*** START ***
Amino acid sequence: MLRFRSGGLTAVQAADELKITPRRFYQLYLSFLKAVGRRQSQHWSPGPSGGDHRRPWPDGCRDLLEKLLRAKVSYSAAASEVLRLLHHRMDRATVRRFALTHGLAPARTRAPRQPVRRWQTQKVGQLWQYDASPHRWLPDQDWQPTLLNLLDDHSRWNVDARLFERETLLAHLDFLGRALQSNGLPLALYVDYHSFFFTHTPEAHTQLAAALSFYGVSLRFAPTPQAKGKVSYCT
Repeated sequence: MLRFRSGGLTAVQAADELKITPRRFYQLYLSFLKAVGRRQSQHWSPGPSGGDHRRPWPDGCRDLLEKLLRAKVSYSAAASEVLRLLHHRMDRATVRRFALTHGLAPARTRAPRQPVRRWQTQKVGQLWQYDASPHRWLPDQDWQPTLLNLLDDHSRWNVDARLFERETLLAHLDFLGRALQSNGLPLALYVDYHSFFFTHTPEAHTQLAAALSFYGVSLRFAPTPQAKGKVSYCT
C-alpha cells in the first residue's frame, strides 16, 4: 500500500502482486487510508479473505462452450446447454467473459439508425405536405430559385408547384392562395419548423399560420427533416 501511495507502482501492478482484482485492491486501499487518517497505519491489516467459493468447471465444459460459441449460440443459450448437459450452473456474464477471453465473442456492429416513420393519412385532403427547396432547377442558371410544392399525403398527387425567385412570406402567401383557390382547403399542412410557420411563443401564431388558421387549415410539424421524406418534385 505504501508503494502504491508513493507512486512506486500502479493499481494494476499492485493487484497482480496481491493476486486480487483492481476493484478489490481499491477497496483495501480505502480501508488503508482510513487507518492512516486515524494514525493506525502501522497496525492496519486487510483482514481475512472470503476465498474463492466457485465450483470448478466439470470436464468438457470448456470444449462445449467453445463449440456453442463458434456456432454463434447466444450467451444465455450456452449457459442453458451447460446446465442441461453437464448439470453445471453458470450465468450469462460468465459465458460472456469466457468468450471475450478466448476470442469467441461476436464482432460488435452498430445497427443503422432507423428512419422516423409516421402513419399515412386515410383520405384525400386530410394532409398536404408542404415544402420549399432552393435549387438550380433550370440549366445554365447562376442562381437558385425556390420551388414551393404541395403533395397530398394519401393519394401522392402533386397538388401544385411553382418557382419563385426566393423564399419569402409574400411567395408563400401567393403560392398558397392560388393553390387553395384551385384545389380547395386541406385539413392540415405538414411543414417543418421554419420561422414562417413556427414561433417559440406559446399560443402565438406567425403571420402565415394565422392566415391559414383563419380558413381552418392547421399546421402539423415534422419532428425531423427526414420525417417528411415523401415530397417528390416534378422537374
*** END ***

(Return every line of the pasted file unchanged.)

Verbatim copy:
Amino acid sequence: MLRFRSGGLTAVQAADELKITPRRFYQLYLSFLKAVGRRQSQHWSPGPSGGDHRRPWPDGCRDLLEKLLRAKVSYSAAASEVLRLLHHRMDRATVRRFALTHGLAPARTRAPRQPVRRWQTQKVGQLWQYDASPHRWLPDQDWQPTLLNLLDDHSRWNVDARLFERETLLAHLDFLGRALQSNGLPLALYVDYHSFFFTHTPEAHTQLAAALSFYGVSLRFAPTPQAKGKVSYCT
Repeated sequence: MLRFRSGGLTAVQAADELKITPRRFYQLYLSFLKAVGRRQSQHWSPGPSGGDHRRPWPDGCRDLLEKLLRAKVSYSAAASEVLRLLHHRMDRATVRRFALTHGLAPARTRAPRQPVRRWQTQKVGQLWQYDASPHRWLPDQDWQPTLLNLLDDHSRWNVDARLFERETLLAHLDFLGRALQSNGLPLALYVDYHSFFFTHTPEAHTQLAAALSFYGVSLRFAPTPQAKGKVSYCT
C-alpha cells in the first residue's frame, strides 16, 4: 500500500502482486487510508479473505462452450446447454467473459439508425405536405430559385408547384392562395419548423399560420427533416 501511495507502482501492478482484482485492491486501499487518517497505519491489516467459493468447471465444459460459441449460440443459450448437459450452473456474464477471453465473442456492429416513420393519412385532403427547396432547377442558371410544392399525403398527387425567385412570406402567401383557390382547403399542412410557420411563443401564431388558421387549415410539424421524406418534385 505504501508503494502504491508513493507512486512506486500502479493499481494494476499492485493487484497482480496481491493476486486480487483492481476493484478489490481499491477497496483495501480505502480501508488503508482510513487507518492512516486515524494514525493506525502501522497496525492496519486487510483482514481475512472470503476465498474463492466457485465450483470448478466439470470436464468438457470448456470444449462445449467453445463449440456453442463458434456456432454463434447466444450467451444465455450456452449457459442453458451447460446446465442441461453437464448439470453445471453458470450465468450469462460468465459465458460472456469466457468468450471475450478466448476470442469467441461476436464482432460488435452498430445497427443503422432507423428512419422516423409516421402513419399515412386515410383520405384525400386530410394532409398536404408542404415544402420549399432552393435549387438550380433550370440549366445554365447562376442562381437558385425556390420551388414551393404541395403533395397530398394519401393519394401522392402533386397538388401544385411553382418557382419563385426566393423564399419569402409574400411567395408563400401567393403560392398558397392560388393553390387553395384551385384545389380547395386541406385539413392540415405538414411543414417543418421554419420561422414562417413556427414561433417559440406559446399560443402565438406567425403571420402565415394565422392566415391559414383563419380558413381552418392547421399546421402539423415534422419532428425531423427526414420525417417528411415523401415530397417528390416534378422537374